Ethics: Candor to the Legislature

The CAI Arizona chapter continues to make misguided constitutional arguments in opposition to SB 1330, a bill that attempts to restore the application of the homestead exemption to homeowners living in HOAs.  This right was removed by the CAI promoted legislation in 1996 without offering any legitimate government interest as to the justification to exclude HOAs.  The AZLAC [Arizona Legislative Action Comm.] believes the Legislature did not do anything insidious or wrong in 1996 by creating a statutory lien for planned communities.”*  This 1996 legislation was an unconstitutional government intrusion into private contracts.


CAI argument*

Advocate response

1.      In conclusion, SB1330 is unconstitutional as it would impair the contracts that create consensual lien rights in communities that are governed by CC&Rs that create liens.


No, it restores the 1996 intrusion into contracts. CAI acknowledges that the legislature created a statutory and not a consensual lien.

2.      SB1330 requires that the homestead exemption protection be applied to ANY association liens for condominiums and planned communities. The key word in this bill is ANY.  SB1330 states that the Homestead Exemption applies against “any lien of the association.” SB1330 would impair the contract by telling associations the provisions in their CC&Rs are no longer enforceable or applicable. It is clear that the “obligation” to pay assessments secured by a consensual lien would be “impaired” by this bill.

The CAI attorneys are attempting to create reasonable doubt with alternate, implausible interpretations of the meanings of simple sentences. The exact wording of the bill** does not make the “exemption” per se applicable to any association lien — that any HOA lien is subject to the exemption protection.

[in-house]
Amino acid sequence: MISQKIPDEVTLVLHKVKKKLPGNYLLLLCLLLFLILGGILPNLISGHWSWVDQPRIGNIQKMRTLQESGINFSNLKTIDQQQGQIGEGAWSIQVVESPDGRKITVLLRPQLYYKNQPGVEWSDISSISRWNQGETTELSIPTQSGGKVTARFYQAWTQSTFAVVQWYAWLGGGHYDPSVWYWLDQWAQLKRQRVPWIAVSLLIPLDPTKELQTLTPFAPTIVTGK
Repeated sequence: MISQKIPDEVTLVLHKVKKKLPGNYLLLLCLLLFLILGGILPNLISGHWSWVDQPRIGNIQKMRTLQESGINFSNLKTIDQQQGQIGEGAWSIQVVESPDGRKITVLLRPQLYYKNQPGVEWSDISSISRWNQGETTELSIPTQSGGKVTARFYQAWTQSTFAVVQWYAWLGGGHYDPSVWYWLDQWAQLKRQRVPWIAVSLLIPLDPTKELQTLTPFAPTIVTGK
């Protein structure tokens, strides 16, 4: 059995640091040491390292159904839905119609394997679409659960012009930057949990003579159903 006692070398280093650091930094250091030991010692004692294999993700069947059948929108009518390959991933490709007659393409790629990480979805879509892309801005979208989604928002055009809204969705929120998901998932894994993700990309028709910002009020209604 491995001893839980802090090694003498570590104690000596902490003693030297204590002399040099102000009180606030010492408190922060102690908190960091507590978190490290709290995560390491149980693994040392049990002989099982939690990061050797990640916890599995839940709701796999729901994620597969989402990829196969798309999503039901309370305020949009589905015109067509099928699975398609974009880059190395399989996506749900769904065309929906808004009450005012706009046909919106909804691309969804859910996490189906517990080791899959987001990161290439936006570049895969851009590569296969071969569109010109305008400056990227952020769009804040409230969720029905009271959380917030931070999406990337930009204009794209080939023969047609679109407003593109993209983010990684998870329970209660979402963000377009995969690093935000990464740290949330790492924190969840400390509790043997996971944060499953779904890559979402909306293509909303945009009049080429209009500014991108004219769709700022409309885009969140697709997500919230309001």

Rather, the bill simply applies the homestead exemption LAWS of Chapter 8, Article 1, title 33 to HOA liens. That is, the homestead laws prior to 1996, whatever they stated, are in effect, and Article 1 clearly excludes any consensual liens from any exemption.

Yet CAI while agreeing that the HOA has a consensual lien, believes, somewhat perplexingly, that SB1330 modifies rather than applies Article 1. This item 2 argument is bogus and without merit.

3.      Arizona statute (A.R.S. 22-1103) acknowledges that property owners can consent to giving up the homestead protection. “The homestead…is exempt from process and from sale under a judgment or lien except a consensual lien, including a mortgage or deed of trust.”  Condominium and planned community liens are consensual and Arizona courts have upheld this for decades.

Yes, that’s correct. But SB1330 acknowledges the exclusion of consensual liens by the application of the Homestead Exemption laws of Chapter 8, Article 1. Actually, ARS 33-1103 contains the quoted material, not 22-1103.



*    AZ CAI Call for Action email of May 4, 2007.

**  “The homestead exemption protection prescribed in chapter 8, article 1 of this title applies against any lien of the association.”

Published in: on May 6, 2007 at 4:43 pm  Leave a Comment  

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